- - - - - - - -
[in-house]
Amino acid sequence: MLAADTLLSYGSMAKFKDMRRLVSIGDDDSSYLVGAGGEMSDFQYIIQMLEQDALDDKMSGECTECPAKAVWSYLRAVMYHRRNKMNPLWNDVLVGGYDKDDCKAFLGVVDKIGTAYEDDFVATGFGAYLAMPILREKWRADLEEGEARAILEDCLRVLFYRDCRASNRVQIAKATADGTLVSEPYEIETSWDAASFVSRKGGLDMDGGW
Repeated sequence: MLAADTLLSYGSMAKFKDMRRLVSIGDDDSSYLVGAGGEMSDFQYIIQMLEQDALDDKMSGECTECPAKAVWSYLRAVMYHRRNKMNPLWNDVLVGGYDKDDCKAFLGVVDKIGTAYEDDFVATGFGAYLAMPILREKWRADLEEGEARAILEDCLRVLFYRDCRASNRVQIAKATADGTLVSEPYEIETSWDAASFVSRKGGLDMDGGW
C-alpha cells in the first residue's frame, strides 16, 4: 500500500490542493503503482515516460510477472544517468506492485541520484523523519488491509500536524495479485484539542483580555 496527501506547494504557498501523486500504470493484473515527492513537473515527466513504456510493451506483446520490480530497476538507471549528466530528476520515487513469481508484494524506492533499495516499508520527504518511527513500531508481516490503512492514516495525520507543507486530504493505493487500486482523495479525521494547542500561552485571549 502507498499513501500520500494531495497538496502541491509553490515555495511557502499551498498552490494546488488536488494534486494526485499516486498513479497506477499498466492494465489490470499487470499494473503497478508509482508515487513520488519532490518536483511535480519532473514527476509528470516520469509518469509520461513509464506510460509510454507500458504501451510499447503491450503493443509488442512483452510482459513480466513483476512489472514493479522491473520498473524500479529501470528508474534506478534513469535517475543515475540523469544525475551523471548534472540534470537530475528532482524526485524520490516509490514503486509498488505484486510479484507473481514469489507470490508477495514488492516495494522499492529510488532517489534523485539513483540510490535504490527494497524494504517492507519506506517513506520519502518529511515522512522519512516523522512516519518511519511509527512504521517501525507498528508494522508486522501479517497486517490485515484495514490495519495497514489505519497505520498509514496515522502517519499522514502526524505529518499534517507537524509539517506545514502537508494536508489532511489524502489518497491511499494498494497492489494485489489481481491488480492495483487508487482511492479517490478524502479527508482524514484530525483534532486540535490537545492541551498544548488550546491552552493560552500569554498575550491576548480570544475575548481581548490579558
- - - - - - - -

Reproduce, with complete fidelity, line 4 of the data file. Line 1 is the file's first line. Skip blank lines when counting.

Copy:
C-alpha cells in the first residue's frame, strides 16, 4: 500500500490542493503503482515516460510477472544517468506492485541520484523523519488491509500536524495479485484539542483580555 496527501506547494504557498501523486500504470493484473515527492513537473515527466513504456510493451506483446520490480530497476538507471549528466530528476520515487513469481508484494524506492533499495516499508520527504518511527513500531508481516490503512492514516495525520507543507486530504493505493487500486482523495479525521494547542500561552485571549 502507498499513501500520500494531495497538496502541491509553490515555495511557502499551498498552490494546488488536488494534486494526485499516486498513479497506477499498466492494465489490470499487470499494473503497478508509482508515487513520488519532490518536483511535480519532473514527476509528470516520469509518469509520461513509464506510460509510454507500458504501451510499447503491450503493443509488442512483452510482459513480466513483476512489472514493479522491473520498473524500479529501470528508474534506478534513469535517475543515475540523469544525475551523471548534472540534470537530475528532482524526485524520490516509490514503486509498488505484486510479484507473481514469489507470490508477495514488492516495494522499492529510488532517489534523485539513483540510490535504490527494497524494504517492507519506506517513506520519502518529511515522512522519512516523522512516519518511519511509527512504521517501525507498528508494522508486522501479517497486517490485515484495514490495519495497514489505519497505520498509514496515522502517519499522514502526524505529518499534517507537524509539517506545514502537508494536508489532511489524502489518497491511499494498494497492489494485489489481481491488480492495483487508487482511492479517490478524502479527508482524514484530525483534532486540535490537545492541551498544548488550546491552552493560552500569554498575550491576548480570544475575548481581548490579558